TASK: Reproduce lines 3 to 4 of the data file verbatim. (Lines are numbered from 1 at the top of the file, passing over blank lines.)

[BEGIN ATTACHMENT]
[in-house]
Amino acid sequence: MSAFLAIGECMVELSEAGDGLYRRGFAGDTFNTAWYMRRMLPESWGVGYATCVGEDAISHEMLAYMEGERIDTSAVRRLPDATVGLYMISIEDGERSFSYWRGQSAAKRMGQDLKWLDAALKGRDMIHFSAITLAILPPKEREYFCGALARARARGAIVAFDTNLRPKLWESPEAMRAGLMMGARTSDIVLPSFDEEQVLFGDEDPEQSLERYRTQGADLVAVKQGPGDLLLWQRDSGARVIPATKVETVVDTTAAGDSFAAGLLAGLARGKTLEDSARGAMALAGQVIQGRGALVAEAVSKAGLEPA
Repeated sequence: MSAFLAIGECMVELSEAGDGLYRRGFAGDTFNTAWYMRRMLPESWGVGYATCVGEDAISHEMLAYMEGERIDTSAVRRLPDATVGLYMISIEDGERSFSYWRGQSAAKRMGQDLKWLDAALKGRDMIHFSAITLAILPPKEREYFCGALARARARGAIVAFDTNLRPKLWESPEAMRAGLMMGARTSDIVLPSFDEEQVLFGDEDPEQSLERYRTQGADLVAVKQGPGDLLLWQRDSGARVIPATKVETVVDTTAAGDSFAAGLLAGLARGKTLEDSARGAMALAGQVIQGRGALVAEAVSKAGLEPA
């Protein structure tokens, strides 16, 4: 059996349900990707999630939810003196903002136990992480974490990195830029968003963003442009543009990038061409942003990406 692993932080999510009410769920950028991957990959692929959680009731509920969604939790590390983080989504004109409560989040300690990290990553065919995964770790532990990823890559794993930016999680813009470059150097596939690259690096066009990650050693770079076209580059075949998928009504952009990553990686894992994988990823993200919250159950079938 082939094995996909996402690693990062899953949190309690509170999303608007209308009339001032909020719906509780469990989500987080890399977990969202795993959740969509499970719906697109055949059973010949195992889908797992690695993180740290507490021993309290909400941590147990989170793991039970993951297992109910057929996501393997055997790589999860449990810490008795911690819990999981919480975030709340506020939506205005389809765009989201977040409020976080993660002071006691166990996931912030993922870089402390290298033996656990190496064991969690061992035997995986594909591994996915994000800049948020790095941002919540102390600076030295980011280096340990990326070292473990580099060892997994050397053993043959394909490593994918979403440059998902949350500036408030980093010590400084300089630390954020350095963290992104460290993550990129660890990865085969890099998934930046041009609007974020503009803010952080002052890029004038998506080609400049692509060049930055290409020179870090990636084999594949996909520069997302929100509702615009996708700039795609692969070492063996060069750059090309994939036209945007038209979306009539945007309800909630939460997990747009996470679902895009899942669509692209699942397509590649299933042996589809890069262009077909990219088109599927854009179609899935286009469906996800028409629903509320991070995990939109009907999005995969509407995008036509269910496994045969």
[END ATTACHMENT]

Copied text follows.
Repeated sequence: MSAFLAIGECMVELSEAGDGLYRRGFAGDTFNTAWYMRRMLPESWGVGYATCVGEDAISHEMLAYMEGERIDTSAVRRLPDATVGLYMISIEDGERSFSYWRGQSAAKRMGQDLKWLDAALKGRDMIHFSAITLAILPPKEREYFCGALARARARGAIVAFDTNLRPKLWESPEAMRAGLMMGARTSDIVLPSFDEEQVLFGDEDPEQSLERYRTQGADLVAVKQGPGDLLLWQRDSGARVIPATKVETVVDTTAAGDSFAAGLLAGLARGKTLEDSARGAMALAGQVIQGRGALVAEAVSKAGLEPA
């Protein structure tokens, strides 16, 4: 059996349900990707999630939810003196903002136990992480974490990195830029968003963003442009543009990038061409942003990406 692993932080999510009410769920950028991957990959692929959680009731509920969604939790590390983080989504004109409560989040300690990290990553065919995964770790532990990823890559794993930016999680813009470059150097596939690259690096066009990650050693770079076209580059075949998928009504952009990553990686894992994988990823993200919250159950079938 082939094995996909996402690693990062899953949190309690509170999303608007209308009339001032909020719906509780469990989500987080890399977990969202795993959740969509499970719906697109055949059973010949195992889908797992690695993180740290507490021993309290909400941590147990989170793991039970993951297992109910057929996501393997055997790589999860449990810490008795911690819990999981919480975030709340506020939506205005389809765009989201977040409020976080993660002071006691166990996931912030993922870089402390290298033996656990190496064991969690061992035997995986594909591994996915994000800049948020790095941002919540102390600076030295980011280096340990990326070292473990580099060892997994050397053993043959394909490593994918979403440059998902949350500036408030980093010590400084300089630390954020350095963290992104460290993550990129660890990865085969890099998934930046041009609007974020503009803010952080002052890029004038998506080609400049692509060049930055290409020179870090990636084999594949996909520069997302929100509702615009996708700039795609692969070492063996060069750059090309994939036209945007038209979306009539945007309800909630939460997990747009996470679902895009899942669509692209699942397509590649299933042996589809890069262009077909990219088109599927854009179609899935286009469906996800028409629903509320991070995990939109009907999005995969509407995008036509269910496994045969």